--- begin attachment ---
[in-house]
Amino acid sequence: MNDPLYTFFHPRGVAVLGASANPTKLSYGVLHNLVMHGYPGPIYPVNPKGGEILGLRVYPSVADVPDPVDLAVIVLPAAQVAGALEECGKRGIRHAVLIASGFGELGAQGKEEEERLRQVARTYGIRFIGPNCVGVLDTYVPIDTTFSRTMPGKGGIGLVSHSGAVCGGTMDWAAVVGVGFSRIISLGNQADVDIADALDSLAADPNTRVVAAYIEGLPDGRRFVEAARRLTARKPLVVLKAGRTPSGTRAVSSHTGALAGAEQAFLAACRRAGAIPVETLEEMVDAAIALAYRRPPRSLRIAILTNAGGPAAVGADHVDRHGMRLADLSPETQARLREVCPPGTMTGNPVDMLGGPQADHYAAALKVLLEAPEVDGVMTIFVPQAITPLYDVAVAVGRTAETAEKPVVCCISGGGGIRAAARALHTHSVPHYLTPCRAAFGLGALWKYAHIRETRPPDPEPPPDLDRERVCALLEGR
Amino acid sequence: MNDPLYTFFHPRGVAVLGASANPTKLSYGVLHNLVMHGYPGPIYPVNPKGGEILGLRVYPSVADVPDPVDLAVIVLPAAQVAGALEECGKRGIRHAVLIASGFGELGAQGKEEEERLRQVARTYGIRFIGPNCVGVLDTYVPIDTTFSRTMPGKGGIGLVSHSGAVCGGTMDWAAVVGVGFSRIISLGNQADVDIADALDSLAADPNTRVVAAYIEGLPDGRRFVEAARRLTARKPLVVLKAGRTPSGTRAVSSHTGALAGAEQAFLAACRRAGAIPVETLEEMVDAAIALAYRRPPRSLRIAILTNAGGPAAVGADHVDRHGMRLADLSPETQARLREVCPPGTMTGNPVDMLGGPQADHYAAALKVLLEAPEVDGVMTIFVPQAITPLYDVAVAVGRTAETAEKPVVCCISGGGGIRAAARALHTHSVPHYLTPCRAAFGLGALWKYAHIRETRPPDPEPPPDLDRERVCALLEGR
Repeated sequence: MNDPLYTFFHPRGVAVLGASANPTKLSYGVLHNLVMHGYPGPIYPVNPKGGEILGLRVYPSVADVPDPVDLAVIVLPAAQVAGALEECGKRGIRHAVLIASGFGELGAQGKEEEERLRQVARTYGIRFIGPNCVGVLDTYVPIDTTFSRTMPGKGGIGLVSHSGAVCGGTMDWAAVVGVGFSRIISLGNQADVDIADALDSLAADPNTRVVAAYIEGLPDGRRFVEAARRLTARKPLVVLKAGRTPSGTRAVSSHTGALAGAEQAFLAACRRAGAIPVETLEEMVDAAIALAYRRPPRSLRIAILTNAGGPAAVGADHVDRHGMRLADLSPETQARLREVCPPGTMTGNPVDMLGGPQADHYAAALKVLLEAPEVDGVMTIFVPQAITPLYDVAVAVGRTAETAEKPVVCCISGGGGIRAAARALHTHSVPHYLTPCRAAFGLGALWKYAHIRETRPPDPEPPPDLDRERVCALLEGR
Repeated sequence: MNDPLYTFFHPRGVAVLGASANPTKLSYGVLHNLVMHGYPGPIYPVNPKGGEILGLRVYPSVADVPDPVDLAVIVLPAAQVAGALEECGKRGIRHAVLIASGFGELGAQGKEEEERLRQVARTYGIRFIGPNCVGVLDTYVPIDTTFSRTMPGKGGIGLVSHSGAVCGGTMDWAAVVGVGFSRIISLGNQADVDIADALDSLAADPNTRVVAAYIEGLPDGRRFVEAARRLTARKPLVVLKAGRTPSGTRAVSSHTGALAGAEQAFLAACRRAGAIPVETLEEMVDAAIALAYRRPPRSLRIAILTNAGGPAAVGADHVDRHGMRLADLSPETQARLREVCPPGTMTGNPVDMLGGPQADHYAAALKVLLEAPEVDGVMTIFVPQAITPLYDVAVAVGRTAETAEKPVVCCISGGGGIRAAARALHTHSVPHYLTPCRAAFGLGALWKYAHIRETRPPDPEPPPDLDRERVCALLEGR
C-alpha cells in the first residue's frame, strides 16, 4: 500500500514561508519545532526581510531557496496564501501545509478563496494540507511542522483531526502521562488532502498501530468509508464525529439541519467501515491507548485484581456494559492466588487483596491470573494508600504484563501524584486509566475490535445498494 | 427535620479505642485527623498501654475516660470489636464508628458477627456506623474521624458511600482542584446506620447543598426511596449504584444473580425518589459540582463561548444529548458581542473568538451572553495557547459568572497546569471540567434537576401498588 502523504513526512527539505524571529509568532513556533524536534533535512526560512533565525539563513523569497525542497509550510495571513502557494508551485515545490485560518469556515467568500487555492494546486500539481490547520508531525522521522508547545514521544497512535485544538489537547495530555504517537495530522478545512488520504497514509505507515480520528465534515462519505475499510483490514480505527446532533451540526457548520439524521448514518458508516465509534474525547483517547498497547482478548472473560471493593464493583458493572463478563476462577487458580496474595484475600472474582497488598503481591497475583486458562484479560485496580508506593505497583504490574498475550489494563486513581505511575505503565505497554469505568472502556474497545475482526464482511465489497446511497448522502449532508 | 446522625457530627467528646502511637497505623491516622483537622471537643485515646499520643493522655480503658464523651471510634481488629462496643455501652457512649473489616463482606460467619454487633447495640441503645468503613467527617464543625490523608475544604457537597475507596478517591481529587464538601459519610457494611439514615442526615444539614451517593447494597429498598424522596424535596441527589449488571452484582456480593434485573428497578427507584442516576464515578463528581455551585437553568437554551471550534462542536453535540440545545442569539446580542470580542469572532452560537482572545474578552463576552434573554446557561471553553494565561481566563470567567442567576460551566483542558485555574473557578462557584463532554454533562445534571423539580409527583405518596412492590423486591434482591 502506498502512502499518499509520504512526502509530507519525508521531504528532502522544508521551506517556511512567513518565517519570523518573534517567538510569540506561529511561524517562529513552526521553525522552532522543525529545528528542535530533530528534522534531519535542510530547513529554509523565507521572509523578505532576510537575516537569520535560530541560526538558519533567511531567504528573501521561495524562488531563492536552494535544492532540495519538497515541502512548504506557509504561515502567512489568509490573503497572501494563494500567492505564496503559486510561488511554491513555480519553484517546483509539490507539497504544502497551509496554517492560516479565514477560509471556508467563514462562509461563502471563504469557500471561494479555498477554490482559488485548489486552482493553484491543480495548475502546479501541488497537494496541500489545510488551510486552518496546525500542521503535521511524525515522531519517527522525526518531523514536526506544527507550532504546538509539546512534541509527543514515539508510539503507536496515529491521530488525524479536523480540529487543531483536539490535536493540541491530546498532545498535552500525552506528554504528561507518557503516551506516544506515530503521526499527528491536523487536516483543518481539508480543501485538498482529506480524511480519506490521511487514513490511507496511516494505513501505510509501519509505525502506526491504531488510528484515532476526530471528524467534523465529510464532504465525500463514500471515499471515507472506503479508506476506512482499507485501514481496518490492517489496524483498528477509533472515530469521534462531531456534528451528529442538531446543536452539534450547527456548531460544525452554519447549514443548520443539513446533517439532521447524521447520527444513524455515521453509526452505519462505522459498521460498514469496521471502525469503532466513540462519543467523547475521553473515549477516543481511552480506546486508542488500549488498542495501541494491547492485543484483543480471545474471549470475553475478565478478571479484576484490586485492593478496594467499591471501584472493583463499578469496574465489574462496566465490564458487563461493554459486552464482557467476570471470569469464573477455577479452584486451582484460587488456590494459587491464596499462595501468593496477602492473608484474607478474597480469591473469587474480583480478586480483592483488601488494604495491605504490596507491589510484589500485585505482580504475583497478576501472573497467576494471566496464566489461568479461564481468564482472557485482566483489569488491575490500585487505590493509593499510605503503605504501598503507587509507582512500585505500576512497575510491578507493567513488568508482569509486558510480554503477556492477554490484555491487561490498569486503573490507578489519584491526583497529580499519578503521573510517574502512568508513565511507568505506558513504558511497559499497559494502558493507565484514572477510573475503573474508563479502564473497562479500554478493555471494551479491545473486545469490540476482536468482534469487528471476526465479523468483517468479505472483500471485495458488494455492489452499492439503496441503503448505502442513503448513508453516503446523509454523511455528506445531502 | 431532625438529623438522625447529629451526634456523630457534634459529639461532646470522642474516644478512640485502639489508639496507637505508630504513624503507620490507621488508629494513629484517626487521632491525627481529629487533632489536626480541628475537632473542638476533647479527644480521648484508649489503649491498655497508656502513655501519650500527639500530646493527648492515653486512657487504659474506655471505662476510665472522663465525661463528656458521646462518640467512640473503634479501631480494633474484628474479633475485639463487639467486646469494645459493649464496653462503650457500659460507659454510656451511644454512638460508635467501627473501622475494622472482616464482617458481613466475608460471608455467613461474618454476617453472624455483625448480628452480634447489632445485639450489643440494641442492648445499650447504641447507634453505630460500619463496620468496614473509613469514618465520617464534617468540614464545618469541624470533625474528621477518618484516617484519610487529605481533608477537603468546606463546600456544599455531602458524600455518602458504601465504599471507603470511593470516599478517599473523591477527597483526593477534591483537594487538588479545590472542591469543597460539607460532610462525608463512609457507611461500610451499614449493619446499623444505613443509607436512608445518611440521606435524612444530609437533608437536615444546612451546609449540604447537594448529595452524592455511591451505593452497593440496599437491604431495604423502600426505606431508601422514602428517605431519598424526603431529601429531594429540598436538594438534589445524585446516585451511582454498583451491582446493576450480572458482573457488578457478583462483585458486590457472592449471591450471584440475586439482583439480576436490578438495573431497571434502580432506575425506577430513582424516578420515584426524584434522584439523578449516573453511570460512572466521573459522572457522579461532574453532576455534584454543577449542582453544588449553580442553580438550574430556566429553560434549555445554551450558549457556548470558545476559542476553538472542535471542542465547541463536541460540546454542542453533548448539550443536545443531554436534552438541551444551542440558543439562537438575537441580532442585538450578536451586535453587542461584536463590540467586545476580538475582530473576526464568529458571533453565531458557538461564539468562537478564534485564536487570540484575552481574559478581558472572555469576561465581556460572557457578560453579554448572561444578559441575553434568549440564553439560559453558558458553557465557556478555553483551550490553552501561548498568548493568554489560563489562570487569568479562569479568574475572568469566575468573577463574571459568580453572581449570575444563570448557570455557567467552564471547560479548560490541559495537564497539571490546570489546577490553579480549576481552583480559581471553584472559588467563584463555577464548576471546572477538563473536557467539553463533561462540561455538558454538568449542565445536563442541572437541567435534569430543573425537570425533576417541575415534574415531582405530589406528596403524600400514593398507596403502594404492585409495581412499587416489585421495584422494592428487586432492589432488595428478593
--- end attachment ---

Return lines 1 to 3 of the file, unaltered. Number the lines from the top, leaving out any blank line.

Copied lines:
[in-house]
Amino acid sequence: MNDPLYTFFHPRGVAVLGASANPTKLSYGVLHNLVMHGYPGPIYPVNPKGGEILGLRVYPSVADVPDPVDLAVIVLPAAQVAGALEECGKRGIRHAVLIASGFGELGAQGKEEEERLRQVARTYGIRFIGPNCVGVLDTYVPIDTTFSRTMPGKGGIGLVSHSGAVCGGTMDWAAVVGVGFSRIISLGNQADVDIADALDSLAADPNTRVVAAYIEGLPDGRRFVEAARRLTARKPLVVLKAGRTPSGTRAVSSHTGALAGAEQAFLAACRRAGAIPVETLEEMVDAAIALAYRRPPRSLRIAILTNAGGPAAVGADHVDRHGMRLADLSPETQARLREVCPPGTMTGNPVDMLGGPQADHYAAALKVLLEAPEVDGVMTIFVPQAITPLYDVAVAVGRTAETAEKPVVCCISGGGGIRAAARALHTHSVPHYLTPCRAAFGLGALWKYAHIRETRPPDPEPPPDLDRERVCALLEGR
Amino acid sequence: MNDPLYTFFHPRGVAVLGASANPTKLSYGVLHNLVMHGYPGPIYPVNPKGGEILGLRVYPSVADVPDPVDLAVIVLPAAQVAGALEECGKRGIRHAVLIASGFGELGAQGKEEEERLRQVARTYGIRFIGPNCVGVLDTYVPIDTTFSRTMPGKGGIGLVSHSGAVCGGTMDWAAVVGVGFSRIISLGNQADVDIADALDSLAADPNTRVVAAYIEGLPDGRRFVEAARRLTARKPLVVLKAGRTPSGTRAVSSHTGALAGAEQAFLAACRRAGAIPVETLEEMVDAAIALAYRRPPRSLRIAILTNAGGPAAVGADHVDRHGMRLADLSPETQARLREVCPPGTMTGNPVDMLGGPQADHYAAALKVLLEAPEVDGVMTIFVPQAITPLYDVAVAVGRTAETAEKPVVCCISGGGGIRAAARALHTHSVPHYLTPCRAAFGLGALWKYAHIRETRPPDPEPPPDLDRERVCALLEGR